White Balance

White Balance is the technique to match the camera’s light sensors to the light on the subject and surrounding environment. Each light source produces different color results and matching it explicitly helps your colors to match right on and be vibrant without having to do any touch up work after on the computer.

To get the White Balance correct when taking the picture can save a lot of headache later. But beware, if you don’t get this technique down before you take your shot, you could find yourself stumbling and may lose the photo moment. And to me, that takes away from photography in it’s entire sense of it. Photography is a Snapshot affair, it’s capturing the moment. Don’t lose that great moment.

To see, or not to see…

So, to practice and be ready for that Snapshot moment, let’s review the techniques and skills right here.

More and more cameras are coming with a setting to pick White Balance, and it usually falls in the range of these choices:

  • Auto
  • Sun
  • Cloudy
  • Fluorescent
  • Tungsten

Others choices may exist, so know that every setting (except Auto) is a manufacturers best guess at the Kelvin temperature (color) rating for that light source, it may not be the same temperature across cameras.

Kelvin? Who is that?

Not a who, but a what… And a little science first (you thought you’d never use that high school science, especially the word Kelvin). Light sources are based on heat, this have a rating scale called Kelvin, a heat temperature for photographic purposes.

Here are some examples:

  • 0 Kelvin is absolute 0 (-459.67 deg Fahrenheit) which is just black in color temperature
  • 3200 K = Tungsten (your regular living room bulbs)
    • Red, orange, yellow, to white
  • 5500 K = the sun’s rays at midday and flashes
    • Yellow, white, light blue, gray
  • 7000 K = cloudy conditions
    • light blue, gray, to deep blue
  • 12000 K = the blue of twilight
    • deep blues

Knowing these values and when they occur in our environment by visual observation can help to adjust the camera setting (which is not like our human “electronic” eye) to make white look like white, instead of Orange, Yellow, or Blue.

As you might tell, the settings on your camera can be only ONE exact Kelvin rating. So you say to yourself, “what about all light in between?”, or “what if I have two or more sources of light in my view? Like sun from the window and light bulbs from the room.

Exactly! Some high-end SLRs (like the C*non) has a dial on it that lets you set the kelvin rating of the lights. This is nice, but sometimes I find it hard to get it just right when the range is from 0 to 12000. That’s a lot of numbers to go through and it’s not really related to understandble terms, like Sun, Tungsten, etc. There are times that on the Nikon I’d like to dial in the setting than using a preset or a gray card for the custom White Balance, but I’m almost always tinkering with the image anyways. So, I take Nikons better lenses and computer settings over the Kelvin dial. 😉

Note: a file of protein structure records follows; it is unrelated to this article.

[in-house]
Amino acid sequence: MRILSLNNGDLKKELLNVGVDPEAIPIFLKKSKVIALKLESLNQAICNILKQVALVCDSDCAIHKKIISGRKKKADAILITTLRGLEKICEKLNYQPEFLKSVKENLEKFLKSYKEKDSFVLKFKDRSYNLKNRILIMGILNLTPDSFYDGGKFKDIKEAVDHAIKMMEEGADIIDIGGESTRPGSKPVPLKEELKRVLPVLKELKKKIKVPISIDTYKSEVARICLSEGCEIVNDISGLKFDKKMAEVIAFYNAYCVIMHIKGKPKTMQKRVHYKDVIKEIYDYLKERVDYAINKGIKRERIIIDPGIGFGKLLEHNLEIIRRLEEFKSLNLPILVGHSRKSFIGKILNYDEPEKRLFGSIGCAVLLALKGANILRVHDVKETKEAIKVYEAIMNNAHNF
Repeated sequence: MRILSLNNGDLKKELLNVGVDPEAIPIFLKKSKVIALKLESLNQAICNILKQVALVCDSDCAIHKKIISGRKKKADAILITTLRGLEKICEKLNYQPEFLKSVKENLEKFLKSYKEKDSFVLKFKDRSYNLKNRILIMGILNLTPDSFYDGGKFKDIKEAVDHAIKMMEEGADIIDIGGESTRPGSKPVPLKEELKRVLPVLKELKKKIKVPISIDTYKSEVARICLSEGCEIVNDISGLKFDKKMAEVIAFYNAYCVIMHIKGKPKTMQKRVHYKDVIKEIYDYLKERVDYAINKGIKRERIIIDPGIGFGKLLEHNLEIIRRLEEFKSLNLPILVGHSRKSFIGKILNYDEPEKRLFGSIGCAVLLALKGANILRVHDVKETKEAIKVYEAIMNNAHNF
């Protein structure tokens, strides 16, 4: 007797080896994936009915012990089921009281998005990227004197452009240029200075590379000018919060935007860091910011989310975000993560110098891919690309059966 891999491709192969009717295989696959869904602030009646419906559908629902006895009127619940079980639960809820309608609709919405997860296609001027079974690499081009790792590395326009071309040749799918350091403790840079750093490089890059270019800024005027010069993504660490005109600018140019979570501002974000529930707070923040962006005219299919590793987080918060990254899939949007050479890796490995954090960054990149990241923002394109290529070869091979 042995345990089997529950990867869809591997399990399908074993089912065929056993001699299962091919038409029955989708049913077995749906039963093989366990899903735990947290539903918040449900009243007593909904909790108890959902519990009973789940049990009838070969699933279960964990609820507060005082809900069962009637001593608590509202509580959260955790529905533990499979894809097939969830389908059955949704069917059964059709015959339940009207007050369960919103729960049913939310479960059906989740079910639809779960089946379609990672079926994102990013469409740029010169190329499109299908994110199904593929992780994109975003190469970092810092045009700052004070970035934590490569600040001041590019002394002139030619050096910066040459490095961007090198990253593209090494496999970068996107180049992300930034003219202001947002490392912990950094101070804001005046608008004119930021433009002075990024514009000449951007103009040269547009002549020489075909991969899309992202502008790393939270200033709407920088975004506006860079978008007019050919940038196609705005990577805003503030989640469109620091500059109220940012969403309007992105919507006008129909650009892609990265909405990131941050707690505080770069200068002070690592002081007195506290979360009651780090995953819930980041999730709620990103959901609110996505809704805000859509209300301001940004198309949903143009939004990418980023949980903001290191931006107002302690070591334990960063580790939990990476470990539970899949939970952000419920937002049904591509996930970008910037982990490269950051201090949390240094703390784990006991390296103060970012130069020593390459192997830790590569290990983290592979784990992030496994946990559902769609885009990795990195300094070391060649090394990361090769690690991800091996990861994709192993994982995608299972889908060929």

First, if you are a novice, use the Auto feature until you get the hang of what the settings do. If you don’t use Auto, your colors can be off and you may think something’s wrong with the camera.

Auto will examine the light source you focus on and attempt to read the Kelvin temperature (color) and compensate to make the whites, look “white”. The best for most photographers.

For simplicity, besides the camera mode setting, which is probably THE most important setting on the camera, the White Balance setting is the next most important setting; and it can make photos look way off if not set right.

The Sun

When the sun comes up and sets, there are thousands of different Kelvin settings. from 3200 K to about 10000 K. This can be quite a challenge. Generally, the Sun rating should be for mid-day and maybe a couple of hours plus or minus. Another situation for adjustment off mid-day, is shade.


Cloudy is more on the blue side of things. This also borders with Shade, which is probably more often.


These are the lights you find in an office, or building complex.


These are lights found in your everyday home, regular light bulbs. The filament in the light bulb is made of Tungsten.

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